Harassment and Stalking
- following and watching
- telephone and online harassment
- tracking with Global Positioning Systems (GPS)
- being intimidating
- coming into your own place without permission.
ANYONE CAN BE A VICTIM
Victims can be of any age, sex, race, culture, religion, education, employment or marital status. Both men and women can be abused however most victims are women. Children in homes where there is domestic violence are more likely to be abused or neglected. Most children in these homes know about the violence. Even if a child is not physically harmed, they may have emotional and behaviour problems.
If you are being abused, REMEMBER
You are not alone
It is not your fault
Help is available
Bayside Women’s Shelter is not expected to open until early 2018. If you are experiencing or have experienced recent domestic violence and are in need of shelter and safety, the best contact is Link 2 Home – 1800 152 152.
Other support options include:
If you are in danger contact 000 immediately.
The Deli Women’s and Children’s Centre (Eastlakes) – local DV service. 9667 4664
Domestic Violence Crisis Line 1800 656 463
Respect (1800 RESPECT)
National Sexual Assault, Family & Domestic Violence Counselling Line 1800 737 732
The Line (1800 MYLINE) – Information and advice service for young people 1800 695 463
Women’s Legal Services NSW 9749 5533
Child Protection helpline 13 21 11
Sexual Assault Crisis Line 1800 806 292
Men’s Referral Service 1300 766 491
Kids Helpline 1800 551 800
Parentline 1300 130 052
Family Referral Service South Eastern and Northern Sydney 1800 066 757
Lifeline 13 11 14
Wirringa Baiya – Aboriginal Women’s Legal Service 1800 686 587 or (02) 9569 3847
We want to create a supportive environment which supports all women of any age, sexuality, cultural and linguistic diversity, disability or mental illness. We accept women on a case by case basis. We try to allocate beds to women (and accompanied children) who are homeless from domestic violence first, but where beds are available, shelter will also be offered to women who are homeless for other reasons.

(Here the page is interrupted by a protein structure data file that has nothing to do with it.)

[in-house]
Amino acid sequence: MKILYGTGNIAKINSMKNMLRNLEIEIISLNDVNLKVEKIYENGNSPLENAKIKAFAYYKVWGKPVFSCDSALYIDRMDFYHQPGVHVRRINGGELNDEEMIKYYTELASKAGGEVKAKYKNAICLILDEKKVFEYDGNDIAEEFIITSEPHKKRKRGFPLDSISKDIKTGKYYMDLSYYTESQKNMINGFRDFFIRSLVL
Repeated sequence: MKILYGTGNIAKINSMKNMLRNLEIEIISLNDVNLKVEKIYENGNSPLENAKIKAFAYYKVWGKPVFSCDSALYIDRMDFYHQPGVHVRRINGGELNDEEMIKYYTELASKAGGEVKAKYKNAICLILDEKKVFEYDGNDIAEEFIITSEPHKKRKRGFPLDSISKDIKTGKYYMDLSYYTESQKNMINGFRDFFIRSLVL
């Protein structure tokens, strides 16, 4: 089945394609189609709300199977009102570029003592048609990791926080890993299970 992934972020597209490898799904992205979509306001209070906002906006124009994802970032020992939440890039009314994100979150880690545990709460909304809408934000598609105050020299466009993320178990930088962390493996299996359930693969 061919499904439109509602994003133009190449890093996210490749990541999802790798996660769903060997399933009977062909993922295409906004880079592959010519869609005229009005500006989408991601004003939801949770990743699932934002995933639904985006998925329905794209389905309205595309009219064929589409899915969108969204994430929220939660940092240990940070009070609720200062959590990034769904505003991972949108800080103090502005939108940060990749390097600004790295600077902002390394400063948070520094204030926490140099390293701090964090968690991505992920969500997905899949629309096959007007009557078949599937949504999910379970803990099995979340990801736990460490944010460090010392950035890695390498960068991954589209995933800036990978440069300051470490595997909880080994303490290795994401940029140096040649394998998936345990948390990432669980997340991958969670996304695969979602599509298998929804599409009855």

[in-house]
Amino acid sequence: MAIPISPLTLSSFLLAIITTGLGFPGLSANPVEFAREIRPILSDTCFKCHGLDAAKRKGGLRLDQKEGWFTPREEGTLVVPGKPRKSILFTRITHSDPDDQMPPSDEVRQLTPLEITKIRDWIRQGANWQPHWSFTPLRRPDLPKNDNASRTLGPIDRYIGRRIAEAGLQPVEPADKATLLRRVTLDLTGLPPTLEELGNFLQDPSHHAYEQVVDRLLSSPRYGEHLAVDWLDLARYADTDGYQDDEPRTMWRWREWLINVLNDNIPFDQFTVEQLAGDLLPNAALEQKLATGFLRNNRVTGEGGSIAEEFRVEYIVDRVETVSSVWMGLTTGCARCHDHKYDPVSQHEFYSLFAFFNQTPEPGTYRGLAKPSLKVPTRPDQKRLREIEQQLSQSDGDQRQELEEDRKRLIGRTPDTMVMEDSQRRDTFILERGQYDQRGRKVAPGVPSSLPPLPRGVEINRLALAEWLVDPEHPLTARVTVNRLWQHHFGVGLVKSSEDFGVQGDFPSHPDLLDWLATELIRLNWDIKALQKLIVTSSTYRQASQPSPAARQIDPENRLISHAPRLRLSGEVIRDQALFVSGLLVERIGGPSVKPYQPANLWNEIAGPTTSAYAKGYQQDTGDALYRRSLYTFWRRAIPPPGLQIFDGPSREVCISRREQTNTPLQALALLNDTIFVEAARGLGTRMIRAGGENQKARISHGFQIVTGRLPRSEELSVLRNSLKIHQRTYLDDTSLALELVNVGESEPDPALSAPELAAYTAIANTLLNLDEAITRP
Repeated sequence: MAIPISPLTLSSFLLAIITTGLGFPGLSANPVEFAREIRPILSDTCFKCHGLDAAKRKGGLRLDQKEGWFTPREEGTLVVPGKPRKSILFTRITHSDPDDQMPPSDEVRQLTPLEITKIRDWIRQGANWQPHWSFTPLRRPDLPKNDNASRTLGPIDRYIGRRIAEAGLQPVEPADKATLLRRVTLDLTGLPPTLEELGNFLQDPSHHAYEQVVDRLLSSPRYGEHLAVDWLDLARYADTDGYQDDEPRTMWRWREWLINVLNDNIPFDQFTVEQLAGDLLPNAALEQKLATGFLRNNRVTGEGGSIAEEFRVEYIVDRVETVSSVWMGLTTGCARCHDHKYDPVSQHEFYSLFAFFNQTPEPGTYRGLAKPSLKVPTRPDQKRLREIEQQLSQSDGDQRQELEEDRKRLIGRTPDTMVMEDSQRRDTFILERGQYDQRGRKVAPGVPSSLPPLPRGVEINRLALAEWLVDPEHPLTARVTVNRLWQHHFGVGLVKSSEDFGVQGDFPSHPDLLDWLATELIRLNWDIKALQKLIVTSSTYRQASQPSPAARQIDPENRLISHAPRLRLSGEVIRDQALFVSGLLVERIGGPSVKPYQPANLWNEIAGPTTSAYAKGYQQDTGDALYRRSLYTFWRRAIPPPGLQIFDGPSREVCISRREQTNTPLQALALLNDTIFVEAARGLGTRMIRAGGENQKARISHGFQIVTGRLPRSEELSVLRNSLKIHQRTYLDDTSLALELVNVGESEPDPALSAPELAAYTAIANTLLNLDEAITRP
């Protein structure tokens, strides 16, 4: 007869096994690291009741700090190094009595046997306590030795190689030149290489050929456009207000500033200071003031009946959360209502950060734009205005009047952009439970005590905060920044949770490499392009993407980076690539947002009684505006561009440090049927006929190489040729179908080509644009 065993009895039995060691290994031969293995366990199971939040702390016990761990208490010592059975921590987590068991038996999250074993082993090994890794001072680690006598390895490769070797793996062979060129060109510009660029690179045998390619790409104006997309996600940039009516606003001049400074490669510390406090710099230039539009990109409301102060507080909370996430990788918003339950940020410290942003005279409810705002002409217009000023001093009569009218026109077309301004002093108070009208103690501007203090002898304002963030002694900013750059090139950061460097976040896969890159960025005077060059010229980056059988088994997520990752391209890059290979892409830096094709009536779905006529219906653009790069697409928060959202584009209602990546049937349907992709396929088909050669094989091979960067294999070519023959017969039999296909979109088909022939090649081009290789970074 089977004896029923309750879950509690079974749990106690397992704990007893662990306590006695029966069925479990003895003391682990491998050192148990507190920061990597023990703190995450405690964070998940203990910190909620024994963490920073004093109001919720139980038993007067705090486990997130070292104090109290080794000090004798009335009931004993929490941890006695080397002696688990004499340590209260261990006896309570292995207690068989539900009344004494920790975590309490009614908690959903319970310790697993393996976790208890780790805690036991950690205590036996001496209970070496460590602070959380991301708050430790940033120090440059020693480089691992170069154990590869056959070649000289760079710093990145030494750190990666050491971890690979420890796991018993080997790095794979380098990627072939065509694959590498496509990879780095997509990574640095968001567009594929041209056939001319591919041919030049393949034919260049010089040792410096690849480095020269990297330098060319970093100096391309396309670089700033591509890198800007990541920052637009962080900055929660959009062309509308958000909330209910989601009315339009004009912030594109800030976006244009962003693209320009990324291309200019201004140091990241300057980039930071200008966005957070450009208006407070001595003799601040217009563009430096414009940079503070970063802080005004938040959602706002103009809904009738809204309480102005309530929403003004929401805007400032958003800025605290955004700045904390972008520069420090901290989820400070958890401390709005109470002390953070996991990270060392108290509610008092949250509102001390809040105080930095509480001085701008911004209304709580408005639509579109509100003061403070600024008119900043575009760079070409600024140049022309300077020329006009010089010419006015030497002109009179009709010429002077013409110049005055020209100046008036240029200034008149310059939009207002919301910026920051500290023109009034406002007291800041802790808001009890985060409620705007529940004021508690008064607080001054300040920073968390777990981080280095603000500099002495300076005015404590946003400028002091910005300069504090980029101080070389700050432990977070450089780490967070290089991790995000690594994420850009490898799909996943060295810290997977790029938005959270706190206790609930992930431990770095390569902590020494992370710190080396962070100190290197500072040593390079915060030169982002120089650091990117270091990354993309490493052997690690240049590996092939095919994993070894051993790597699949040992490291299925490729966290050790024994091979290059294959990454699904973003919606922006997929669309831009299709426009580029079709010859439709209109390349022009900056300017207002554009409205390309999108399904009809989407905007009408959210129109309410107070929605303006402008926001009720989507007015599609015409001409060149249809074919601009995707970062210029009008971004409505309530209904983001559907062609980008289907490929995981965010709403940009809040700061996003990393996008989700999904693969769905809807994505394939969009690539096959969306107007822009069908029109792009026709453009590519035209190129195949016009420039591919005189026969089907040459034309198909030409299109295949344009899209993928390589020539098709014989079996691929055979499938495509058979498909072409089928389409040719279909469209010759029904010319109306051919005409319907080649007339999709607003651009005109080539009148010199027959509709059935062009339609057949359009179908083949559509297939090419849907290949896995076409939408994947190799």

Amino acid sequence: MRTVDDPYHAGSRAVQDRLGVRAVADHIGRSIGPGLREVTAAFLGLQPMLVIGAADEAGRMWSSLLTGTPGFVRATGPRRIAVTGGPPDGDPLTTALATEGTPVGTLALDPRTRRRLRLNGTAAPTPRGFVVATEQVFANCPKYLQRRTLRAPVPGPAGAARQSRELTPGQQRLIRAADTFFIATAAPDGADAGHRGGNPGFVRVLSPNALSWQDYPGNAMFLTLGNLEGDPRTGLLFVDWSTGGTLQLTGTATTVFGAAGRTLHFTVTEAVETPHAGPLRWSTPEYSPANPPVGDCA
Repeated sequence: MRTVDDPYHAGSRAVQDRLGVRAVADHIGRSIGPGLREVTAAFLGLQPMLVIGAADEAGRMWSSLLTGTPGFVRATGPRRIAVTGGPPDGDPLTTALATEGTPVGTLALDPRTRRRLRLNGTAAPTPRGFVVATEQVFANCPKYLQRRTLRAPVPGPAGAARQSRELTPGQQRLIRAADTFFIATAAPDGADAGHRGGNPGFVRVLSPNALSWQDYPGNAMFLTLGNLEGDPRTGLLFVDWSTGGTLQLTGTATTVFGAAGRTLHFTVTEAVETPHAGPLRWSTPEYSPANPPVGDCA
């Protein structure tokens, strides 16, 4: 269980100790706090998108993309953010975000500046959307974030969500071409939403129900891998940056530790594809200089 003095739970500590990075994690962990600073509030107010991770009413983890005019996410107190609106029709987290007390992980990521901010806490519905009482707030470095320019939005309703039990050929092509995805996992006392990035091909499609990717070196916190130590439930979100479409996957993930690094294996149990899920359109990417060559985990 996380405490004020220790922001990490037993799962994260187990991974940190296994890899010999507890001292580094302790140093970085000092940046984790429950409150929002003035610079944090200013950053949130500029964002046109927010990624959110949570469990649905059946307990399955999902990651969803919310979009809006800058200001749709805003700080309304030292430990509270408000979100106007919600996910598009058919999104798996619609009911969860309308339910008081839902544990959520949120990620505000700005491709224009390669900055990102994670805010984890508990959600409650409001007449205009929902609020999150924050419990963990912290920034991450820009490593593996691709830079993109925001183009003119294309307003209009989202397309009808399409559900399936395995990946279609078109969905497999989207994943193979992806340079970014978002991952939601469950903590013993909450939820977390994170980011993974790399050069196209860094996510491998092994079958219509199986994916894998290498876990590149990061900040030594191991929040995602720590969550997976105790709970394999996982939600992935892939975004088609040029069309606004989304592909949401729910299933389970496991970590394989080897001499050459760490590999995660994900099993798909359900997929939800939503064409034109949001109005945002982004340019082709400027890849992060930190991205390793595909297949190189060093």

Our centre is a place of safety for women and children fleeing violence, therefore we need to ensure the safety and security of all of our residents. We welcome those with drug and alcohol addictions, provided they are sober, and their addictions are under control. Similarly, we offer support to those suffering mental illnesses, provided they are stable enough to live within a shared space. Violence, drugs, alcohol and any other behaviours that would put our women at risk are not tolerated.
We welcome women from the South Sydney and Eastern Suburbs of Sydney, and will occasionally take women from out of area, working in conjunction with the Women’s Community Shelter partners.
We welcome indigenous women from the local community as well as those from off-country. We’re working with our local Aboriginal community elders to train and educate our team and volunteers to support indigenous women and their families.
Our aim is to provide you with a safe place in which you have the room to make choices about what you want to do in your future. While you’re with us we will give you as much help to get legal support, achieve financial independence, medical care and even education. However we know, not every woman will choose independence the first, second or even 10th time they leave a domestic and family violence situation. We support you to make your own choices, and while we hope that we never see our residents again (and we mean this in the nicest possible way), we will always support women when they need it.